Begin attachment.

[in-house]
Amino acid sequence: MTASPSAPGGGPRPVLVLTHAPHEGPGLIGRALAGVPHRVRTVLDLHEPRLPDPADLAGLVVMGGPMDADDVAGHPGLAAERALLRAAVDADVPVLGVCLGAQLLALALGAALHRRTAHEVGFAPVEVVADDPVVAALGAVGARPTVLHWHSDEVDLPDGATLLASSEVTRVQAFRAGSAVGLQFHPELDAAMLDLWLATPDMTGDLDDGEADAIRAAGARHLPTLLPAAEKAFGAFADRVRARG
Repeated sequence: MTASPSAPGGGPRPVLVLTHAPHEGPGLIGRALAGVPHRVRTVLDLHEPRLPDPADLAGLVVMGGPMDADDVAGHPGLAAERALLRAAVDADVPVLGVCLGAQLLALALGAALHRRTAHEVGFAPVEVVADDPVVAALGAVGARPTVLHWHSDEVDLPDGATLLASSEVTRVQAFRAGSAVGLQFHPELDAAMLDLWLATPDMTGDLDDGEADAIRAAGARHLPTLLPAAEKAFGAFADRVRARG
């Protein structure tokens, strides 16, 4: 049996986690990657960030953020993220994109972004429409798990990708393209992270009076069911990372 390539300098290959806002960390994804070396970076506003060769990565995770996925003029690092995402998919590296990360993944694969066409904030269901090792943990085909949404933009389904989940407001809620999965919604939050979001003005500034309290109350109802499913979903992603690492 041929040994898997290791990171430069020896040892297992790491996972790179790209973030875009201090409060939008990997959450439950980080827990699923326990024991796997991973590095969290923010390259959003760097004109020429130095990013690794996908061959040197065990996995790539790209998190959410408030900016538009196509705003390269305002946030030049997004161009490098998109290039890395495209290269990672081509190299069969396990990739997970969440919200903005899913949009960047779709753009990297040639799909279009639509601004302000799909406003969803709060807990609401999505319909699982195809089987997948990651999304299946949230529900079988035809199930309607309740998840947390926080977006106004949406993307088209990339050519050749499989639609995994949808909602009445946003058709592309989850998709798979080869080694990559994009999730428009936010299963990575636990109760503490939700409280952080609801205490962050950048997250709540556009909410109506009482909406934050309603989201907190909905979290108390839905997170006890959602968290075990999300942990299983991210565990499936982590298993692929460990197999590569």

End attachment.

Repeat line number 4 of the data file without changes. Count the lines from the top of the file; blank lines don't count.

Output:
């Protein structure tokens, strides 16, 4: 049996986690990657960030953020993220994109972004429409798990990708393209992270009076069911990372 390539300098290959806002960390994804070396970076506003060769990565995770996925003029690092995402998919590296990360993944694969066409904030269901090792943990085909949404933009389904989940407001809620999965919604939050979001003005500034309290109350109802499913979903992603690492 041929040994898997290791990171430069020896040892297992790491996972790179790209973030875009201090409060939008990997959450439950980080827990699923326990024991796997991973590095969290923010390259959003760097004109020429130095990013690794996908061959040197065990996995790539790209998190959410408030900016538009196509705003390269305002946030030049997004161009490098998109290039890395495209290269990672081509190299069969396990990739997970969440919200903005899913949009960047779709753009990297040639799909279009639509601004302000799909406003969803709060807990609401999505319909699982195809089987997948990651999304299946949230529900079988035809199930309607309740998840947390926080977006106004949406993307088209990339050519050749499989639609995994949808909602009445946003058709592309989850998709798979080869080694990559994009999730428009936010299963990575636990109760503490939700409280952080609801205490962050950048997250709540556009909410109506009482909406934050309603989201907190909905979290108390839905997170006890959602968290075990999300942990299983991210565990499936982590298993692929460990197999590569």